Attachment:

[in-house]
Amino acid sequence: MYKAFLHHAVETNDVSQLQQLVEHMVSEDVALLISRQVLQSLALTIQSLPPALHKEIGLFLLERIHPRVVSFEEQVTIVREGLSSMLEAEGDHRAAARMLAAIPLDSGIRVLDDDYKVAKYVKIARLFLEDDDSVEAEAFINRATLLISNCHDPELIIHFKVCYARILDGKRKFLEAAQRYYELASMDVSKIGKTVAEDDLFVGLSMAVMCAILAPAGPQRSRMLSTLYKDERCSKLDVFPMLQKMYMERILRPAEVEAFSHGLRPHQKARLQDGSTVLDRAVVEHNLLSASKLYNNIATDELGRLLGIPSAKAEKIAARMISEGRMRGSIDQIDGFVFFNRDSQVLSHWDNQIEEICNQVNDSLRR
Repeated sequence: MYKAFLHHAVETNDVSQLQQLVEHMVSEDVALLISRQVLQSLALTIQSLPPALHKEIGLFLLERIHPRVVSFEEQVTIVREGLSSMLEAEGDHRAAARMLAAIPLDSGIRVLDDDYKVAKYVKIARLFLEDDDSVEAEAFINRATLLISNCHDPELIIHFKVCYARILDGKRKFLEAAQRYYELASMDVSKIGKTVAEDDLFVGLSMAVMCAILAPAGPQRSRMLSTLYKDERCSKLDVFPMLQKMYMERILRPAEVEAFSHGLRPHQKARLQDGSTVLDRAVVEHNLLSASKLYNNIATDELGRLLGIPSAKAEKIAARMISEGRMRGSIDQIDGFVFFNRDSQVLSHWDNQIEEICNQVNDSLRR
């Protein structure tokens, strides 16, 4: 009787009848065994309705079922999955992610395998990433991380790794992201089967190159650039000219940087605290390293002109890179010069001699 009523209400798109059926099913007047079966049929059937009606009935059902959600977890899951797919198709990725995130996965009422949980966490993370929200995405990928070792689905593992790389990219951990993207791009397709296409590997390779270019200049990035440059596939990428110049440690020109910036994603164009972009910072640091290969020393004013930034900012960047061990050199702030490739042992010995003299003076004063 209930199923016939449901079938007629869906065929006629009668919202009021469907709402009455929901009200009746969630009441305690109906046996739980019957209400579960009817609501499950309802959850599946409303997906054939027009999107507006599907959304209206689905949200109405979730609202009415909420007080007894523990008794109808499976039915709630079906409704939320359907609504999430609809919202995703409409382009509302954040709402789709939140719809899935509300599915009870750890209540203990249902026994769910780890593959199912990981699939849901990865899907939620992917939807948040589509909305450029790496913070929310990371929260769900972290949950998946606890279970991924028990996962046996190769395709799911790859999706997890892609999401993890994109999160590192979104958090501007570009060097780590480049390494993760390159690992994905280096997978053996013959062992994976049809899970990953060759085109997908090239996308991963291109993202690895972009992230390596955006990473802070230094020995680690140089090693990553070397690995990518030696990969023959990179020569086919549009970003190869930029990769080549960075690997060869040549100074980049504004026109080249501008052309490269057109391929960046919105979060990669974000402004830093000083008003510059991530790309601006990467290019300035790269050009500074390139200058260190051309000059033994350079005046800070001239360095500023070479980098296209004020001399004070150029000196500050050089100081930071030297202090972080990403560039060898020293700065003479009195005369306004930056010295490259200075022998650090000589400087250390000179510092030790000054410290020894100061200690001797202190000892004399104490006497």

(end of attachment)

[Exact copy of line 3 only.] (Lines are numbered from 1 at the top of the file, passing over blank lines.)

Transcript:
Repeated sequence: MYKAFLHHAVETNDVSQLQQLVEHMVSEDVALLISRQVLQSLALTIQSLPPALHKEIGLFLLERIHPRVVSFEEQVTIVREGLSSMLEAEGDHRAAARMLAAIPLDSGIRVLDDDYKVAKYVKIARLFLEDDDSVEAEAFINRATLLISNCHDPELIIHFKVCYARILDGKRKFLEAAQRYYELASMDVSKIGKTVAEDDLFVGLSMAVMCAILAPAGPQRSRMLSTLYKDERCSKLDVFPMLQKMYMERILRPAEVEAFSHGLRPHQKARLQDGSTVLDRAVVEHNLLSASKLYNNIATDELGRLLGIPSAKAEKIAARMISEGRMRGSIDQIDGFVFFNRDSQVLSHWDNQIEEICNQVNDSLRR